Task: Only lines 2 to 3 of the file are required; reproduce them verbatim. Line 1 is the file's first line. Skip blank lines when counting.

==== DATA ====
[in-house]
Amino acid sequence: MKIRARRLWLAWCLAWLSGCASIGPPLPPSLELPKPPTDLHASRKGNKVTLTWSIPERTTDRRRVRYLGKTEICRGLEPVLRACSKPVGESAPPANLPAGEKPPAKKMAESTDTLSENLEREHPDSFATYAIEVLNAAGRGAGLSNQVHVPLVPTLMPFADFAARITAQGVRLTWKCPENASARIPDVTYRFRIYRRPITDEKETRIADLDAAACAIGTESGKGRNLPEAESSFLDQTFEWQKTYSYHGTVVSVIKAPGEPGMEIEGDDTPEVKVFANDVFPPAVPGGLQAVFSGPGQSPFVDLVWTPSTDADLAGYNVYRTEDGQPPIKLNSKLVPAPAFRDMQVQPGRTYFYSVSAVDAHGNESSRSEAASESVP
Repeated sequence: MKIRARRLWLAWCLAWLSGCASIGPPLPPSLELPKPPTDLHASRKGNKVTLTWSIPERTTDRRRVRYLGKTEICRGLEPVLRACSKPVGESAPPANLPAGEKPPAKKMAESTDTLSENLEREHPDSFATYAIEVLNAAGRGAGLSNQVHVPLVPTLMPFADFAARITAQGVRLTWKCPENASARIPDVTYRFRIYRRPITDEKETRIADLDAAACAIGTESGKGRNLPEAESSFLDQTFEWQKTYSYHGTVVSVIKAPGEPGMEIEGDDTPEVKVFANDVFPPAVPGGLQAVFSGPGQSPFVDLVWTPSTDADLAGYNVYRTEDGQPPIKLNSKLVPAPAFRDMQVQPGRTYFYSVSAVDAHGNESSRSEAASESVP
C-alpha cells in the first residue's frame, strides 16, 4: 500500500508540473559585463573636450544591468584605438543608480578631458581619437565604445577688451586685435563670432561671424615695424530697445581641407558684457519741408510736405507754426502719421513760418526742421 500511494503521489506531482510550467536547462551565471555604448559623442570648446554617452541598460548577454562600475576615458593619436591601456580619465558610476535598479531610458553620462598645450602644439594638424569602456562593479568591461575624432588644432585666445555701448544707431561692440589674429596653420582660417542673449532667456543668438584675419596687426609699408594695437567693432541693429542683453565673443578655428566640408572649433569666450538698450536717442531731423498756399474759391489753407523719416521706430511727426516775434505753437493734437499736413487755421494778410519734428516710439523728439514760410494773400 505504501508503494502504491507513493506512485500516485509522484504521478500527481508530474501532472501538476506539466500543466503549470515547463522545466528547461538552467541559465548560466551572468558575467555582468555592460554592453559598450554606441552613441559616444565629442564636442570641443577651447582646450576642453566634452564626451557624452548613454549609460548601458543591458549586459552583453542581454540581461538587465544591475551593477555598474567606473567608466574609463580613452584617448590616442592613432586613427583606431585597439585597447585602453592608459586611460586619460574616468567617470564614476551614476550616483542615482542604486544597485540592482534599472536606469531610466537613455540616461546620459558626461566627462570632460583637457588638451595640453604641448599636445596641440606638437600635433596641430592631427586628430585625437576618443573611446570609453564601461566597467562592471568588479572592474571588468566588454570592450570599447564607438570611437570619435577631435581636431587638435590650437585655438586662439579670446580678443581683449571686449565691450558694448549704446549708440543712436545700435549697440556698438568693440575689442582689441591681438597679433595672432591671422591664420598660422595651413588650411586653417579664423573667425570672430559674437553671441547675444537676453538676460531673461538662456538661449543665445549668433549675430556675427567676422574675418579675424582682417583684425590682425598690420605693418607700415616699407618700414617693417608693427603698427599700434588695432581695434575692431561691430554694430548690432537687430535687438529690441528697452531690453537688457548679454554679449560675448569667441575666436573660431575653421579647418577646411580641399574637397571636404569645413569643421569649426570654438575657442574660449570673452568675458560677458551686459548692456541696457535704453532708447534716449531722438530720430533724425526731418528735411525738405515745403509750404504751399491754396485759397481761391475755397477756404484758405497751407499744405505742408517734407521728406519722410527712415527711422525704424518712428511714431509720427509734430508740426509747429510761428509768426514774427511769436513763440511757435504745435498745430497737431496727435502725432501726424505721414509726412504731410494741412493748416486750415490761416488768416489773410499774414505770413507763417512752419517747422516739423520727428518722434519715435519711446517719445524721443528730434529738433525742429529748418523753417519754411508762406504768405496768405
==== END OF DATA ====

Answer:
Amino acid sequence: MKIRARRLWLAWCLAWLSGCASIGPPLPPSLELPKPPTDLHASRKGNKVTLTWSIPERTTDRRRVRYLGKTEICRGLEPVLRACSKPVGESAPPANLPAGEKPPAKKMAESTDTLSENLEREHPDSFATYAIEVLNAAGRGAGLSNQVHVPLVPTLMPFADFAARITAQGVRLTWKCPENASARIPDVTYRFRIYRRPITDEKETRIADLDAAACAIGTESGKGRNLPEAESSFLDQTFEWQKTYSYHGTVVSVIKAPGEPGMEIEGDDTPEVKVFANDVFPPAVPGGLQAVFSGPGQSPFVDLVWTPSTDADLAGYNVYRTEDGQPPIKLNSKLVPAPAFRDMQVQPGRTYFYSVSAVDAHGNESSRSEAASESVP
Repeated sequence: MKIRARRLWLAWCLAWLSGCASIGPPLPPSLELPKPPTDLHASRKGNKVTLTWSIPERTTDRRRVRYLGKTEICRGLEPVLRACSKPVGESAPPANLPAGEKPPAKKMAESTDTLSENLEREHPDSFATYAIEVLNAAGRGAGLSNQVHVPLVPTLMPFADFAARITAQGVRLTWKCPENASARIPDVTYRFRIYRRPITDEKETRIADLDAAACAIGTESGKGRNLPEAESSFLDQTFEWQKTYSYHGTVVSVIKAPGEPGMEIEGDDTPEVKVFANDVFPPAVPGGLQAVFSGPGQSPFVDLVWTPSTDADLAGYNVYRTEDGQPPIKLNSKLVPAPAFRDMQVQPGRTYFYSVSAVDAHGNESSRSEAASESVP